Possible Idea for Reducing Phytic acid and increasing digestibility of oat powder


#1

So, I have been reading a lot about the issues of phytic acid inhibiting the bio-availability of nutrients in oats. I know that the flouring and soaking will release more phytase and break that down, but nonetheless it may be worthwhile to find ways to break down the oatpowder a bit before adding it to the mix. I had an idea for a convenient way to do it, I’m going to try it at some point but I thought I’d throw this out there.

Basically, I was thinking you could measure out your flour and put it in a coffee filter, put some water in your coffee machine, and let it “brew”, then add both the oat powder and the “oat water” back into your soylent. It might be worthwhile to add a little vinegar to the water, but I’m not sure. I would like to see how this affects the digestibility and mixability of the oats.


#2

Update: If you are using the full 400g of oat powder, you will probably need two coffee machines to do this. Also, the amount of water necessary for this is more than I usually put in my soylent, so I will probably have to condense it down after it brews to use it as the liquid in my soylent. I wouldn’t recommend discarding the water, because most of the fiber in oats is soluble, and therefore some appreciable portion of it is likely to leak out in the brewing. This fact presents an interesting possibility though. If it is true that most commercially available forms of fiber somehow block the absorption of maltodextrin, while the soluble fiber in oats does not, someone wishing to add oat fiber to the drink while cutting down on some of the other potentially disagreeable consequences of the oat switch could use the method to make an “oat tea” and use that as a fiber source. Of course, we will have to do some research/testing to learn how much fiber is leached out by steeping the oat powder.


#3

hmmm, it seems that the oats are so absorbent that the water doesn’t really penetrate through the top layer in the coffee machine method. Perhaps one would do better to stir the oats into boiling water, but that is less convenient. Maybe using smaller batches would work. Trying something else.


#4

Yeah, I would say for now this is a failed experiment. I tried stirring occasionally, but it seems like the path of least resistance for the water is to flow along the surface of the mass, leaving a powdery core. However, the parts that did get a good heated soak, have formed a sort of paste that mixes much better. Next I’m going to try something else.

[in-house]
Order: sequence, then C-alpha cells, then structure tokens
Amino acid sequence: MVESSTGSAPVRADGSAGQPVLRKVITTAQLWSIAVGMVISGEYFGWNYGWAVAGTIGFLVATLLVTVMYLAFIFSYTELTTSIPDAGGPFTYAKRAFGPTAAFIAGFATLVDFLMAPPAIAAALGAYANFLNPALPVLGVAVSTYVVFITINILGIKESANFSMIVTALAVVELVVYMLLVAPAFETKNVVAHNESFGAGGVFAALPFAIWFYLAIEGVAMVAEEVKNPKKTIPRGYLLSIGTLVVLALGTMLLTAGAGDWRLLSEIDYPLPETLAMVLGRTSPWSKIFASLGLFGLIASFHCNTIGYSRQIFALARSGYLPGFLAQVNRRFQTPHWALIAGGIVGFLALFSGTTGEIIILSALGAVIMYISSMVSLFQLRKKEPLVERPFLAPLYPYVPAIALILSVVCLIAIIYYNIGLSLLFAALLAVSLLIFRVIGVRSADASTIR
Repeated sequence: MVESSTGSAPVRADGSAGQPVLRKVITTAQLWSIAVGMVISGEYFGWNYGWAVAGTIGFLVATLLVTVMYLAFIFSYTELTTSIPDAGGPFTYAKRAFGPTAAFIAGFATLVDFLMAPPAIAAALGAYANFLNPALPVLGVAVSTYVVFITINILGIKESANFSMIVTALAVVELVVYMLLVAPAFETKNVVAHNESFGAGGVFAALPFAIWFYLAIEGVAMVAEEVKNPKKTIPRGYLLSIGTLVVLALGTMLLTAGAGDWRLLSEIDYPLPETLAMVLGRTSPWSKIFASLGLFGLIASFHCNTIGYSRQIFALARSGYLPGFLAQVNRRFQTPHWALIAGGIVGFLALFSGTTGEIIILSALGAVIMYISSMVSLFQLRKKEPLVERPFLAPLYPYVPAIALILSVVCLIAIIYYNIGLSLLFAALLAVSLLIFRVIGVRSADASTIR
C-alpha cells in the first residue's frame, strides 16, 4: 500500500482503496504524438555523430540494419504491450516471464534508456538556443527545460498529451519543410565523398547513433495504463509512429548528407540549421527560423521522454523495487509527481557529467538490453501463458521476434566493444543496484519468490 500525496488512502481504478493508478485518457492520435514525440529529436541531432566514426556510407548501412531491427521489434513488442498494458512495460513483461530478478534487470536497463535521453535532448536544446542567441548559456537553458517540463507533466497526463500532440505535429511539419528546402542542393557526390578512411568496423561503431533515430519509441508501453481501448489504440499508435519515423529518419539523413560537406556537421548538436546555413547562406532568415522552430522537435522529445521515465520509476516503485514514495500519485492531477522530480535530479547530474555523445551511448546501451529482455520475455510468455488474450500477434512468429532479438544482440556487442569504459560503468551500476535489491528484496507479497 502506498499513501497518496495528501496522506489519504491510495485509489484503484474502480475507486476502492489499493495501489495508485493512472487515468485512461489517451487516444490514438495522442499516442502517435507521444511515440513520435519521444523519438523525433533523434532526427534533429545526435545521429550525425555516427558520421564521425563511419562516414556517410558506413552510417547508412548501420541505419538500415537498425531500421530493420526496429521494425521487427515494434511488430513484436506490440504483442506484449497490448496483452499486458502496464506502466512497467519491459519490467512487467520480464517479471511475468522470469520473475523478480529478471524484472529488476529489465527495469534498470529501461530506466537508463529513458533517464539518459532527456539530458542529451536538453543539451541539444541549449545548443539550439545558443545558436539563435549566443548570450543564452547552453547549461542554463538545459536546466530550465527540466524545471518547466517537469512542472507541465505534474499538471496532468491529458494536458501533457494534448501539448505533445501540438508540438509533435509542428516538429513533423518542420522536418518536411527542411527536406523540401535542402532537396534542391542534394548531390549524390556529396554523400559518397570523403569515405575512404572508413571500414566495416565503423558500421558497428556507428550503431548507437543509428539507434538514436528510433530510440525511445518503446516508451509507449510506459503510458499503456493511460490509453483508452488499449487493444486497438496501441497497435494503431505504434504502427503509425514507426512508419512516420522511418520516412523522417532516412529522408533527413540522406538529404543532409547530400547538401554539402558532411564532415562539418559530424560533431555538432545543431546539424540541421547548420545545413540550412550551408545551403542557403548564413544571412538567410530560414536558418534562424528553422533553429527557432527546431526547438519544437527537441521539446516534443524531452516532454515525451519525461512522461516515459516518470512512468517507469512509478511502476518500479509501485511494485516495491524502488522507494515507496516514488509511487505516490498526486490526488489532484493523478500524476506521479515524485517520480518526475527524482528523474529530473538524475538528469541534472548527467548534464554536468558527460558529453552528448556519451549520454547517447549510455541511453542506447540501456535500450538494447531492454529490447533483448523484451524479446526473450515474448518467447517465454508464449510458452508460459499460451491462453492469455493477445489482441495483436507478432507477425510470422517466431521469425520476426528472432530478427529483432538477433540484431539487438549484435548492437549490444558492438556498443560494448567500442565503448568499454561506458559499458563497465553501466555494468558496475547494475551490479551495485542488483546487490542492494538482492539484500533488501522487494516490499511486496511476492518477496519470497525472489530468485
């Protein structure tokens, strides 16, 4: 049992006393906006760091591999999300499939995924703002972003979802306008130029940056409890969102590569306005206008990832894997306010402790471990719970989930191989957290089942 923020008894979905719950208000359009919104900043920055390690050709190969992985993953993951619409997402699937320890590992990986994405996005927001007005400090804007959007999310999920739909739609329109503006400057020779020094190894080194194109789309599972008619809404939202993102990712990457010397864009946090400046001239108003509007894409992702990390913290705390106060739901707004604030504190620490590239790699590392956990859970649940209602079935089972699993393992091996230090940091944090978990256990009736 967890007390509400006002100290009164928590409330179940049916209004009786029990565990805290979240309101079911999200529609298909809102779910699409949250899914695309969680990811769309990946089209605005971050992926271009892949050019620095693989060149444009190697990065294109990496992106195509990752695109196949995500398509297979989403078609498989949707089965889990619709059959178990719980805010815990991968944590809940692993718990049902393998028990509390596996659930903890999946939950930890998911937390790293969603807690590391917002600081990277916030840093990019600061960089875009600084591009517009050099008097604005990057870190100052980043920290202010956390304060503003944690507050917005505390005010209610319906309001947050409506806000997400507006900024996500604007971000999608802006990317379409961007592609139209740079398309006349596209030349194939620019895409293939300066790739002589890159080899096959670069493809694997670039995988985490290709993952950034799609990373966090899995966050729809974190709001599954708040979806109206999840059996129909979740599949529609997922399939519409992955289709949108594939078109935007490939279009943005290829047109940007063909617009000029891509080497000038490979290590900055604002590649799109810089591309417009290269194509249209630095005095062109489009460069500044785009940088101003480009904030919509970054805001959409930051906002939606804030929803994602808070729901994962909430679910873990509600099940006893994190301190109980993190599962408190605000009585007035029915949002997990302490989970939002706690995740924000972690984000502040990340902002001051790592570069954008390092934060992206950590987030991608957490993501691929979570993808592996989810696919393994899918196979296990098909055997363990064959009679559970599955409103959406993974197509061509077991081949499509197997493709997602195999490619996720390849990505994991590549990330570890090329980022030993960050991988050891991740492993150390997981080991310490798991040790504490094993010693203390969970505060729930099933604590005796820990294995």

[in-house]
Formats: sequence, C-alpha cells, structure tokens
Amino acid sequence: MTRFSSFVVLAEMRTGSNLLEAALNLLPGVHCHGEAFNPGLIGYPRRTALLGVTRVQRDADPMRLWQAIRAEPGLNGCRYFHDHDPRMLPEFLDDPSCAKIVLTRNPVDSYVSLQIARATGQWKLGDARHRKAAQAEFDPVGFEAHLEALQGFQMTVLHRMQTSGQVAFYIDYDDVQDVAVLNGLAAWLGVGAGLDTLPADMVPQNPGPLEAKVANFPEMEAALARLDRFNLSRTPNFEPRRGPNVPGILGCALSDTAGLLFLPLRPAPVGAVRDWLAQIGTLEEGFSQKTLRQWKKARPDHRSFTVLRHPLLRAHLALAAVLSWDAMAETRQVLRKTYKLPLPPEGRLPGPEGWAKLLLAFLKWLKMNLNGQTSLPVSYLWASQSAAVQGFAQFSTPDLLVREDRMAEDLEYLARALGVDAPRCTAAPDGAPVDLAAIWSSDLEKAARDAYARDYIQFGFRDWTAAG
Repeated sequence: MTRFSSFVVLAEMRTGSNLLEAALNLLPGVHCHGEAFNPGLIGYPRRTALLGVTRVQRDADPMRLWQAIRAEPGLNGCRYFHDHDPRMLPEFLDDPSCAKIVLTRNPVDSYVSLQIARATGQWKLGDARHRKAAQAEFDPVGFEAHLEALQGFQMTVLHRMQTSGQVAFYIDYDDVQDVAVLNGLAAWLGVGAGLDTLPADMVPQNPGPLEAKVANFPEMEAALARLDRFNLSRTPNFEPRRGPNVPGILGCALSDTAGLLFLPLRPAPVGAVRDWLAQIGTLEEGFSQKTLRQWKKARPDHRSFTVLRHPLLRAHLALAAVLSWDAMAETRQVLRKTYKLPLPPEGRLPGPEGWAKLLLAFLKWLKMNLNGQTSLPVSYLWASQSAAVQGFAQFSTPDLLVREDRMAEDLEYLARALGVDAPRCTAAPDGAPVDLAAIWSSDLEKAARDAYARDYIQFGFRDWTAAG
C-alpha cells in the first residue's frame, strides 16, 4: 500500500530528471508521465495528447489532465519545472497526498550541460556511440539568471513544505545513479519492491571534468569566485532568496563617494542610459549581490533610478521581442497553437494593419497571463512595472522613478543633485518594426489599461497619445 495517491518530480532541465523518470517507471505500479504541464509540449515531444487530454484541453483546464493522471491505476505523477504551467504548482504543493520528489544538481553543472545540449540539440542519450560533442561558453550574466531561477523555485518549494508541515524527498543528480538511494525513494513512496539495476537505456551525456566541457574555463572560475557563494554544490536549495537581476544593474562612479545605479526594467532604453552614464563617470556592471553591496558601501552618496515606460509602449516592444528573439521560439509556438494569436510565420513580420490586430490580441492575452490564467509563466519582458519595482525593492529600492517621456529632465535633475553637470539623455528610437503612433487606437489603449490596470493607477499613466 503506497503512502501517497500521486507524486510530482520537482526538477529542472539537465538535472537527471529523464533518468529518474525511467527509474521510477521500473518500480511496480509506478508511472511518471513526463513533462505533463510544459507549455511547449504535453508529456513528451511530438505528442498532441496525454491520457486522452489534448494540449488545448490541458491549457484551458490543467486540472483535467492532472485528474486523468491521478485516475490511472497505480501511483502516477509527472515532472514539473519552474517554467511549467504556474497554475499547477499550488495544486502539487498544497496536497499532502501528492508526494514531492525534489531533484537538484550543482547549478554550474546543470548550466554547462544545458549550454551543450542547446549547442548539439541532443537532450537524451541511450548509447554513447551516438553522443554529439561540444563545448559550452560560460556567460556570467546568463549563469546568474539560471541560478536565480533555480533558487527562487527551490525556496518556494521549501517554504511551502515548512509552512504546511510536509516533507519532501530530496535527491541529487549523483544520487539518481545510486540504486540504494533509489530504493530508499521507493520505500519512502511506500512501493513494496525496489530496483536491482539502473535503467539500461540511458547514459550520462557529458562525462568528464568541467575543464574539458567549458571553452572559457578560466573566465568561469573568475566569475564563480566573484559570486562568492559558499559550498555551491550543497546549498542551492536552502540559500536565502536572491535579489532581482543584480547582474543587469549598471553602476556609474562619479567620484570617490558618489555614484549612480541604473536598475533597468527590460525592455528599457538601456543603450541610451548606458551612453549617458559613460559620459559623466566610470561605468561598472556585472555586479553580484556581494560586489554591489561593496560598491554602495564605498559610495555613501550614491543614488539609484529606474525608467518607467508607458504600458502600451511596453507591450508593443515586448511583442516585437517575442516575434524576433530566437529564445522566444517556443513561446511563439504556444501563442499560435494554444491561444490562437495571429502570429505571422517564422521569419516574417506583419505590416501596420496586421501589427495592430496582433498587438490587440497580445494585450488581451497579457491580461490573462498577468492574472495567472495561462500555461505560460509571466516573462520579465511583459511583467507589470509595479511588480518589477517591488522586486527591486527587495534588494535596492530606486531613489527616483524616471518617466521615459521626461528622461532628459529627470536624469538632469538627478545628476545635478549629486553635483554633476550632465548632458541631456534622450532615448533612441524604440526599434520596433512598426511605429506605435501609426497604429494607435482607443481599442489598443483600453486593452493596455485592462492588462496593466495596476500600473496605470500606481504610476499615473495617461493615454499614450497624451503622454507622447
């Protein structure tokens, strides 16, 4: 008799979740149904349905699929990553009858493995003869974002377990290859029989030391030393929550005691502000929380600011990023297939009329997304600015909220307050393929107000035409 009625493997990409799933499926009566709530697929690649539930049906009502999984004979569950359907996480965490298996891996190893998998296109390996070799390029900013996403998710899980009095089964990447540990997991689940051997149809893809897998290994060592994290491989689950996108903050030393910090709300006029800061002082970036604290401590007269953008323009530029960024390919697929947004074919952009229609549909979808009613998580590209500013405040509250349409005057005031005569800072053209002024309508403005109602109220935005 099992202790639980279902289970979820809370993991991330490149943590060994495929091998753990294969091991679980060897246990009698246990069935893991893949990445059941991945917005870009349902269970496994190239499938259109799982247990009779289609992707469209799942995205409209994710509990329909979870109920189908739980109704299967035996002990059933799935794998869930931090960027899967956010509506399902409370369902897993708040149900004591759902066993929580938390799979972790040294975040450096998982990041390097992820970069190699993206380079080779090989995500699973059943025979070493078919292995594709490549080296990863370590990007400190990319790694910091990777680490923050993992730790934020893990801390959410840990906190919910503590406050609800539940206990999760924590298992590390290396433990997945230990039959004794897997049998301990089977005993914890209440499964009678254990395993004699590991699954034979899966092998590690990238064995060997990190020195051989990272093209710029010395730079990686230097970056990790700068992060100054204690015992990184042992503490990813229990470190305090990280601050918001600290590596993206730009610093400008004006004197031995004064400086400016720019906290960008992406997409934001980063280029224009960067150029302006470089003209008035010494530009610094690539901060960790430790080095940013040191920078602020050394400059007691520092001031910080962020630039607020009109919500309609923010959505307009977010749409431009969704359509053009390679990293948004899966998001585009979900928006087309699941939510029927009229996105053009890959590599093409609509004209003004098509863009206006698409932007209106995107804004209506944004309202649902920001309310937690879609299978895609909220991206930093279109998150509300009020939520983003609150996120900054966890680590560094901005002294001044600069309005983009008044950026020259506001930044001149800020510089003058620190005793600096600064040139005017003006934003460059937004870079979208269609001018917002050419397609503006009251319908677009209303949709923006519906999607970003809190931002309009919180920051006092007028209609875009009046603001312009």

#5

@Sofor9 - How about putting thoroughly stirred oat-stuff and water in a crockpot set to “low” and leaving it overnight?

FWIW, I’m not using oats, or maltodextrin, or whatnot. The crockpot recommendation is just a shot in the dark. I’ve got my own not-Soylent mix I came up with before I found out about Soylent which I have been using as a breakfast replacement. I’m not even bothering to modify it to make it into Soylent, I just ordered a month’s supply from the crowd-sourced campaign and will wait for that.


#6

If one has any concern at all about phytic acid, there seems to be no easy alternative to soaking and subsequently cooking the oat powder – preferably with some freshly ground buckwheat flour or rye flour added to the mix, because the oats themselves have little phytase, and it’s phytase activity that you’re looking to promote by soaking the powder. Rob has now stated that he’s not bothered by the phytic acid issue. For my own part, personally I still am concerned, because I consume not only a lot of oats but also a lot of peanut butter, both high in phytic acid. It’s a knotty problem, one which I’m afraid the mainstream nutritionist bunch have yet to confront. Let’s face it, what gets studied and emphasised is determined largely by fad and media attention; many issues like this one just get ignored, perhaps precisely because such a problem can be at once quite pervasive (so many foodstuffs contain phytic acid) and lacking in easy silver-bullet solutions…


#7

This problem seems to be being addressed in animal feed by just adding more phytases, but I’m having trouble finding information on how much you’d want, and in finding a small-scale domestic commercial vendor in any case (i.e. one who doesn’t want to ship in tonnes from China).


#8

I don’t think there is any harm in adding pure phytases to our products, can someone comment on that?
I am trying to discuss if that makes phytic acid beneficial here